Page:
In Kifamunte’s case, the Supreme Court of Uganda stated as follows:

“We agree that on first appeal from a conviction by a Judge the appellant is entitled to have the appellate court's own consideration and views of the evidence as a whole and its own decision thereon. The first appellate court has the duty to review the evidence of the case and to reconsider the materials before the Trial Judge. The appellate court must then make up its own mind not disregarding the judgement appealed from but carefully weighing it and considering it”

Being mindful of the above, and the fact that I did not have the opportunity to see the witnesses testify, I proceed to review the evidence that was adduced before the trial court and make up my own mind on whether the offense of personation and obtaining money by false pretenses were proved by the facts to the requisite standard and whether the judgement of the lower court is proper.

I have considered the record of proceedings and the judgement of the lower court, examined the exhibits tendered in this case and the submissions filed before this court.

Grounds 1, 2 and 3

An appellate court must establish whether the trial court considered the totality of the evidence to determine whether essential elements of a crime have been proved beyond reasonable doubt. (SCCA No 15/2014: Mumbere Julius Versus Uganda)

It is the finding of this Court that there were several factors linking the appellant to the crimes charged. These were evaluated by the trial Magistrate in her judgement as including,


  1. The evidence of PW i regarding the complaints he had received from drivers that a man driving an Ipsum Vehicle Reg. No UAQ 001 V was allowing drivers to bypass the weighbridge after paying him some money. Specifically, on 23.3.2018, when he interrogated the driver of a white TATA truck, he said he had been cleared by UNRA staff called “OBEN”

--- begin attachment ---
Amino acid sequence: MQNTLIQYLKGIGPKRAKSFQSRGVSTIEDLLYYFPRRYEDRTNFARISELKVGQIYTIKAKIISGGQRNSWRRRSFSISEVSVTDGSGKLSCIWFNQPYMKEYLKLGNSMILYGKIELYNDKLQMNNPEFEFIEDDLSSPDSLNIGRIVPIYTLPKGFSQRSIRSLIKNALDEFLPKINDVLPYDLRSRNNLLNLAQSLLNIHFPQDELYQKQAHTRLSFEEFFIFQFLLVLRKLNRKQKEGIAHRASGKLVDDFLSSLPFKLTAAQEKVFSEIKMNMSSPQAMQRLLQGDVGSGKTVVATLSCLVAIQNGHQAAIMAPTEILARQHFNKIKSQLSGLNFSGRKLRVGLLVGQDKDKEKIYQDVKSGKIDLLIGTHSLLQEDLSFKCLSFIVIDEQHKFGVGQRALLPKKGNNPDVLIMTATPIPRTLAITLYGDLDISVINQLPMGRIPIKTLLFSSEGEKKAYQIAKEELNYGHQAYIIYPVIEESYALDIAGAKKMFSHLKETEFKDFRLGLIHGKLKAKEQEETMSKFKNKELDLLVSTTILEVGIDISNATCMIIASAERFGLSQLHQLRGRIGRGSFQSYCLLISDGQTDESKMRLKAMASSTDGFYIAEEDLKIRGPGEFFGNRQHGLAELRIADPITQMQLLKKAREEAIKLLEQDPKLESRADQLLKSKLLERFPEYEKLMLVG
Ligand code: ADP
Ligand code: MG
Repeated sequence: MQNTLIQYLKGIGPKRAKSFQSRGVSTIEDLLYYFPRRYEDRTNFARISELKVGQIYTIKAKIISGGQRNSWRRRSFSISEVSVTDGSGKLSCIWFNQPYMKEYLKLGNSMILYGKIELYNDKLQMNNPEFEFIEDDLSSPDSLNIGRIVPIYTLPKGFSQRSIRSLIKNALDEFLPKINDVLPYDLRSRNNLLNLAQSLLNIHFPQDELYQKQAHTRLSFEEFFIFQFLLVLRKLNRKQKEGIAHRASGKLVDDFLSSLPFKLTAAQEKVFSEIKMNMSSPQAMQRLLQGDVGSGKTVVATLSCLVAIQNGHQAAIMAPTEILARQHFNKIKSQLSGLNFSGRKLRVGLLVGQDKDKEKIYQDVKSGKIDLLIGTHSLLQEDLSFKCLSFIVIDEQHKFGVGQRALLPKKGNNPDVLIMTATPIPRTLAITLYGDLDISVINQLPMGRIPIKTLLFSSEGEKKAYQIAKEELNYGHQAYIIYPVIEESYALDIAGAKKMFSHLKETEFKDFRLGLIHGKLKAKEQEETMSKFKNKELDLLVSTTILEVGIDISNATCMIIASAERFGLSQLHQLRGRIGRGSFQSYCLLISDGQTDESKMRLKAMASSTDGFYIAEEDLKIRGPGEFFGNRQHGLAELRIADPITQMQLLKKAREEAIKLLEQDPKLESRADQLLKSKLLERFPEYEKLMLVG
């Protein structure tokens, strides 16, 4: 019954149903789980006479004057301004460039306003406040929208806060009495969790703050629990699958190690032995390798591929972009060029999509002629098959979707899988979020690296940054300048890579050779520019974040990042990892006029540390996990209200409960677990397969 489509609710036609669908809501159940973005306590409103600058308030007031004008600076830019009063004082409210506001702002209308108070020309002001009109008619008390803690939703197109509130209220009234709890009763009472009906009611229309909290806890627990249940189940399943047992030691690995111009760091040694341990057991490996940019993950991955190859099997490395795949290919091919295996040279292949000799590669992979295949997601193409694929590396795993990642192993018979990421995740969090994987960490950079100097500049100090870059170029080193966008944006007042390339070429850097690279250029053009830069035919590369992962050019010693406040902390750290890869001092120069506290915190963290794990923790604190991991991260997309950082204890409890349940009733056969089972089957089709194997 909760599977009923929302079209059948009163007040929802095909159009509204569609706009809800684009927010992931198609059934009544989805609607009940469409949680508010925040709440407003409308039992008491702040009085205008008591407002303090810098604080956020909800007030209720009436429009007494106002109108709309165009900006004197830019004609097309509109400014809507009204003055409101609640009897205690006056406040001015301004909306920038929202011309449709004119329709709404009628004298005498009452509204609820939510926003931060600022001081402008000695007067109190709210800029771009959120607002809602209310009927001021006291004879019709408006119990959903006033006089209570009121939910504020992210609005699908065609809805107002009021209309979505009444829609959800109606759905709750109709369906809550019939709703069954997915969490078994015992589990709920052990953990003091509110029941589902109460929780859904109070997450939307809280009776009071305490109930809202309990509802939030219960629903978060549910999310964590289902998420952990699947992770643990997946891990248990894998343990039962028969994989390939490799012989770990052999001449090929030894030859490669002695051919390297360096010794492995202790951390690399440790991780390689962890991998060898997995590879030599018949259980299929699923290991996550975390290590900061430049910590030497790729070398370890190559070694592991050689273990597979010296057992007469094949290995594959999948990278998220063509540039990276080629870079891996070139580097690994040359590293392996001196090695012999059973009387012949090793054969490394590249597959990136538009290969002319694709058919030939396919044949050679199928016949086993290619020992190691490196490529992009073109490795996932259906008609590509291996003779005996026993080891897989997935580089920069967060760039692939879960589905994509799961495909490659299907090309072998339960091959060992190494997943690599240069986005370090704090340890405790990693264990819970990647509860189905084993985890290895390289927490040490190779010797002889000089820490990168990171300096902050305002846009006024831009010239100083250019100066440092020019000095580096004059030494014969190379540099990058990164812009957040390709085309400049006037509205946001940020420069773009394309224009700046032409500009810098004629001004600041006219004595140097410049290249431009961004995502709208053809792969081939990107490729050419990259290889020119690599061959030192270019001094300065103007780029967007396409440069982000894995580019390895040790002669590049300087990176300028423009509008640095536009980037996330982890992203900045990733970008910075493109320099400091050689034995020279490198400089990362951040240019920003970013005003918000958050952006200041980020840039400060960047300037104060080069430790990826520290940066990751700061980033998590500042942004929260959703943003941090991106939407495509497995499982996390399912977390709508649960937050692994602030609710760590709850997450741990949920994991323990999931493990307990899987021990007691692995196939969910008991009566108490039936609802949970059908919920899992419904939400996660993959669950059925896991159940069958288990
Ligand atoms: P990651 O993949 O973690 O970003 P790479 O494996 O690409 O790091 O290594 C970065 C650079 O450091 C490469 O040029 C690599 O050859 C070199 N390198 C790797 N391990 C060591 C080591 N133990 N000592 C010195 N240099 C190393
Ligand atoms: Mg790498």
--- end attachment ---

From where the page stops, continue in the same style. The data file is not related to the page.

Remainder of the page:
The man was described as a short, dark, slightly big sized man

PW 1 had himself seen the said Ipsum around the way bridge.

  1. That when PW2 and 3 tracked the Ipsum on the instructions of PWi, they got a man who gave them a permit as identification in the names of Tumwesigye Moses. He ran away when they told him he was wanted for impersonation. They later saw the very man at police claiming the ipsum which they had impounded and were able to confirm his real names as

r ) Busale Oben (using the National ID).

  1. Evidence of PW 2, PW 3 and PW 5 confirmed that the accused fitted the description of the man in the reports.
  2. That PW 5 who spoke with the accused directly during the negotiations was able to identify him as the one who identified himself as a UNRA staff, allowed him bypass the weighbridge for a negotiated a fee of Ushs. 30,000/ =

This court is of the view that there was overwhelming evidence of identification, and other direct and circumstancial evidence that linked the accused to the crimes for which he was convicted and that the trial Magistrate cannot be faulted in arriving at the conclusion of guilt. The evidence considered as a whole, can only lead to this conclusion.

It is clear that the conduct of the accused upon learning that he was wanted was not that of an innocent person. He ran away. Why would he do that upon learning what the crime was? Why would he have to run if indeed he was Tumwesigye Moses as per the identification he gave PW 2 and 3 and had never been at the weighbridge at all as he alleged? He hid his right identity in order to escape the law but found no way out when his car was impounded. He was arrested when he came to claim it and when he was identified as the OBEN that had been reported about. This is one of the factors that the Magistrate rightly relied on to arrive at a conviction.

The use of the name Tumwesigye by the accused is first raised by PW 2 and PW3. This is further corroborated by PW 5 who testified that the man who introduced himself as UNRA staff had said he was called Tumwesigye. This is the same man that he later identified by photo. It was Oben! It’s clear that he was using the fake identity to avoid being caught!